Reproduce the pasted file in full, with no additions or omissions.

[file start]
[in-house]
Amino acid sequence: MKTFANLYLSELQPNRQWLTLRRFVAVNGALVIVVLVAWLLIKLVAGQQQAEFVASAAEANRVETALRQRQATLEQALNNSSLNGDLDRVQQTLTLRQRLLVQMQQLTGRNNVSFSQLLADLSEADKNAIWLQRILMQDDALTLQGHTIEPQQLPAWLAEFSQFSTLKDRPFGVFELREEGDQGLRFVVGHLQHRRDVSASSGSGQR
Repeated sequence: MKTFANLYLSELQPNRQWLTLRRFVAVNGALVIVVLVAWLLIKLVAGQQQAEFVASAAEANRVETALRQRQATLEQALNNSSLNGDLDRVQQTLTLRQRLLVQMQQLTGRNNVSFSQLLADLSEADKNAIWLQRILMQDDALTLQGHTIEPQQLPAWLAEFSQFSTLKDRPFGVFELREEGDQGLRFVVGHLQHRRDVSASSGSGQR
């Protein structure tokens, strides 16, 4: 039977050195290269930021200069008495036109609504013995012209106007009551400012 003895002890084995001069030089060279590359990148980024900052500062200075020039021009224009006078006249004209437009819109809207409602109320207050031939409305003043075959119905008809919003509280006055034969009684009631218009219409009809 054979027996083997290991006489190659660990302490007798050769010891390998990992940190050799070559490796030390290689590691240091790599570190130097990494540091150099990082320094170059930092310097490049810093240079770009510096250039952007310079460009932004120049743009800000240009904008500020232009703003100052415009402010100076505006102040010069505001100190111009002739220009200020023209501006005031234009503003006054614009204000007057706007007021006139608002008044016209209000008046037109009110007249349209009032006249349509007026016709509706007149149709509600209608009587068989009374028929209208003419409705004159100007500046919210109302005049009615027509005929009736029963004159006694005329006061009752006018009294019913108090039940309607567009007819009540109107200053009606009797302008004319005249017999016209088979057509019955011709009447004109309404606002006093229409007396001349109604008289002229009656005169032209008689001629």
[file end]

[in-house]
Amino acid sequence: MKTFANLYLSELQPNRQWLTLRRFVAVNGALVIVVLVAWLLIKLVAGQQQAEFVASAAEANRVETALRQRQATLEQALNNSSLNGDLDRVQQTLTLRQRLLVQMQQLTGRNNVSFSQLLADLSEADKNAIWLQRILMQDDALTLQGHTIEPQQLPAWLAEFSQFSTLKDRPFGVFELREEGDQGLRFVVGHLQHRRDVSASSGSGQR
Repeated sequence: MKTFANLYLSELQPNRQWLTLRRFVAVNGALVIVVLVAWLLIKLVAGQQQAEFVASAAEANRVETALRQRQATLEQALNNSSLNGDLDRVQQTLTLRQRLLVQMQQLTGRNNVSFSQLLADLSEADKNAIWLQRILMQDDALTLQGHTIEPQQLPAWLAEFSQFSTLKDRPFGVFELREEGDQGLRFVVGHLQHRRDVSASSGSGQR
């Protein structure tokens, strides 16, 4: 039977050195290269930021200069008495036109609504013995012209106007009551400012 003895002890084995001069030089060279590359990148980024900052500062200075020039021009224009006078006249004209437009819109809207409602109320207050031939409305003043075959119905008809919003509280006055034969009684009631218009219409009809 054979027996083997290991006489190659660990302490007798050769010891390998990992940190050799070559490796030390290689590691240091790599570190130097990494540091150099990082320094170059930092310097490049810093240079770009510096250039952007310079460009932004120049743009800000240009904008500020232009703003100052415009402010100076505006102040010069505001100190111009002739220009200020023209501006005031234009503003006054614009204000007057706007007021006139608002008044016209209000008046037109009110007249349209009032006249349509007026016709509706007149149709509600209608009587068989009374028929209208003419409705004159100007500046919210109302005049009615027509005929009736029963004159006694005329006061009752006018009294019913108090039940309607567009007819009540109107200053009606009797302008004319005249017999016209088979057509019955011709009447004109309404606002006093229409007396001349109604008289002229009656005169032209008689001629």